Definition from Wiktionary, the free dictionary
From either the Middle French projection or its etymon, the Classical Latin prōiectiō (stem: prōiectiōn-), from prōiciō. Compare the Modern French projection, the German Projektion, and the Italian proiezione.
projection (plural projections)
- Something which projects, protrudes, juts out, sticks out, or stands out.
- The face of the cliff had many projections which are big enough for birds to nest on.
- The action of projecting or throwing or propelling something.
- The display of an image by devices such as movie projector, video projector, overhead projector or slide projector.
- A forecast or prognosis obtained by extrapolation
- (psychology) A belief or assumption that others have similar thoughts and experiences as oneself
- (photography) The image that a translucent object casts onto another object.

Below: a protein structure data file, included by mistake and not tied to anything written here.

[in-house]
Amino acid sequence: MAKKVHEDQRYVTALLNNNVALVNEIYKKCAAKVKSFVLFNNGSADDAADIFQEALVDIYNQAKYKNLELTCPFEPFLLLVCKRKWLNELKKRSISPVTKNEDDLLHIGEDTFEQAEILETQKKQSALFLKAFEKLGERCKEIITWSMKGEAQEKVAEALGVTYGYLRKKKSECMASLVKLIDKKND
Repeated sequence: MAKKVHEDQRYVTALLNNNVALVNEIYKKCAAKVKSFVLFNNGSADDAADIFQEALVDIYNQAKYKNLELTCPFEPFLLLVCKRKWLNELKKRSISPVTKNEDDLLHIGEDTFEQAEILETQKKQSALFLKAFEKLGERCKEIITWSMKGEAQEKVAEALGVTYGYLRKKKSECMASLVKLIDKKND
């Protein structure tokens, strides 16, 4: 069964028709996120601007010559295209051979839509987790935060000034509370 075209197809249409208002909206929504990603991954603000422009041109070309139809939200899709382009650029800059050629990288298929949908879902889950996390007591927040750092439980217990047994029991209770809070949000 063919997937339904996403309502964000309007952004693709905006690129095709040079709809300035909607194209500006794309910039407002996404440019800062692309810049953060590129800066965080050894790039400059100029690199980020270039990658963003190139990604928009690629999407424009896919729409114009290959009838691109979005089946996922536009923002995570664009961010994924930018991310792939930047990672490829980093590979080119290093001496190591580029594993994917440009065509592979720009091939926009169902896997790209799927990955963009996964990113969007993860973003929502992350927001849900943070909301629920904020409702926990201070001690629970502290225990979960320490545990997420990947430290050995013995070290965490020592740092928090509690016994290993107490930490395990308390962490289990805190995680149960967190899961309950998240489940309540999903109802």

- (cartography) Any of several systems of intersecting lines that allow the curved surface of the earth to be represented on a flat surface. The set of mathematics used to calculate coordinate positions.
- (geometry) An image of an object on a surface of fewer dimensions.
- (linear algebra) An idempotent linear transformation which maps vectors from a vector space onto a subspace.
- (mathematics) A transformation which extracts a fragment of a mathematical object.
- (category theory) A morphism from a categorical product to one of its (two) components.
- (something which sticks out): protuberance
Terms derived from projection
something which projects
action of projecting, throwing or propelling something
display of an image by a projector
forecast or prognosis obtained by extrapolation
psychology: belief that others have similar thoughts and experiences as oneself
photography: image cast by a translucent object
geometry: image of an object on a surface of fewer dimensions
mathematics: transformation extracting a fragment of an object
cartography: system of representing surface of the earth on a flat surface
linear algebra: idempotent linear transformation from a vector space onto a subspace
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